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Tiananmen Remembered

Pete Springer/OPB

For Victoria Yu, June 4, 1989 changed everything.

That’s the day the Chinese military cracked down on student-led, pro-democracy demonstrators in Beijing’s Tiananmen Square. The clash left hundreds of Chinese civilians dead with many more injured.

Yu, then a reporter for a Chinese newspaper in Sichuan Province, refers to Tiananmen as:

a direct cause for me to come to this country. After the event, there was a general sense of disillusionment. …The reporters, we went through study sessions and [had] to come clean as to what we did during that time. … I thought I would find a better environment elsewhere.

Today, Yu is the executive director of the Asian Education Foundation in Portland. She views Tiananmen’s legacy as “complicated” but noted that at “that point in time this kind of movement was inevitable.”

Other Chinese-Americans living in Oregon say their views have changed over the years.

Business consultant Ning Zhang was an MBA student at Oregon State University in 1989. He remembers being “high on emotion” while watching the stand-off and resulting bloodshed unfold on TV. He attended rallies, helped raise money and even wrote letters to U.S. Senators in support of the Chinese student protesters. But now, Zhang says, he sees the event as “totally preventable.” Communist party hardliners, he asserts, were forced into taking “a harder position” by the demonstrators. “One radical thing leads to another,” he says.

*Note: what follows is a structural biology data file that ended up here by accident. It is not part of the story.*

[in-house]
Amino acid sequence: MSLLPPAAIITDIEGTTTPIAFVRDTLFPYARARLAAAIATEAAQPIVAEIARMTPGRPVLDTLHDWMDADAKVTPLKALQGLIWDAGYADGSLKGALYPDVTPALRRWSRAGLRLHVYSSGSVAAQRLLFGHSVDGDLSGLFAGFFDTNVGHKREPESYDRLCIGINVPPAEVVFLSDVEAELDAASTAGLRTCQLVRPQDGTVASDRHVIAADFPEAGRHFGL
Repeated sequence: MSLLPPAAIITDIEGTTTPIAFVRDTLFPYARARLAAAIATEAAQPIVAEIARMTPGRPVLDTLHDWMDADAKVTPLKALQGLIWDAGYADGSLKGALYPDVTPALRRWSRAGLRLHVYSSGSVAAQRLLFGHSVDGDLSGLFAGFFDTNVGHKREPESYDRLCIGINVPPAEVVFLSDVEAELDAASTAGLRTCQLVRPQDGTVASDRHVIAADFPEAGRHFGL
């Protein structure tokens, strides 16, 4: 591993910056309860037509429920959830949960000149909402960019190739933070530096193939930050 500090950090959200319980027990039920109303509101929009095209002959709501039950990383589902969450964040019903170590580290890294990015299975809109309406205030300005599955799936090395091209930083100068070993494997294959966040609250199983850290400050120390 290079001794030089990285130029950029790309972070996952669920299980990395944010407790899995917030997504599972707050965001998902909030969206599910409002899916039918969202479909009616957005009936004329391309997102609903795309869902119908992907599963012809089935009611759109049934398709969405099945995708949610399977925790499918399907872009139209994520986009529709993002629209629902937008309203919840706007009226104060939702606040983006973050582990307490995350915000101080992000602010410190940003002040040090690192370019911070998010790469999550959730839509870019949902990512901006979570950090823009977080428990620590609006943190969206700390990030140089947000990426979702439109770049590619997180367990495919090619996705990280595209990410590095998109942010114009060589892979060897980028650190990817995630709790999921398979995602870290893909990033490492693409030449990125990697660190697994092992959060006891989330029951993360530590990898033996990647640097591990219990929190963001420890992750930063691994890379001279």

Many recent headlines focus on the apparent apathy of today’s Chinese youth toward what happened that day. So, 20 years later, what is Tiananmen’s true legacy? We’ll talk to individuals whose lives and work have been affected by the events of what is frequently described in the Western media as a “massacre.” Were you in Tiananmen Square that day? Did the event change your life in some way? How does it matter to contemporary China and its relationship to the West?


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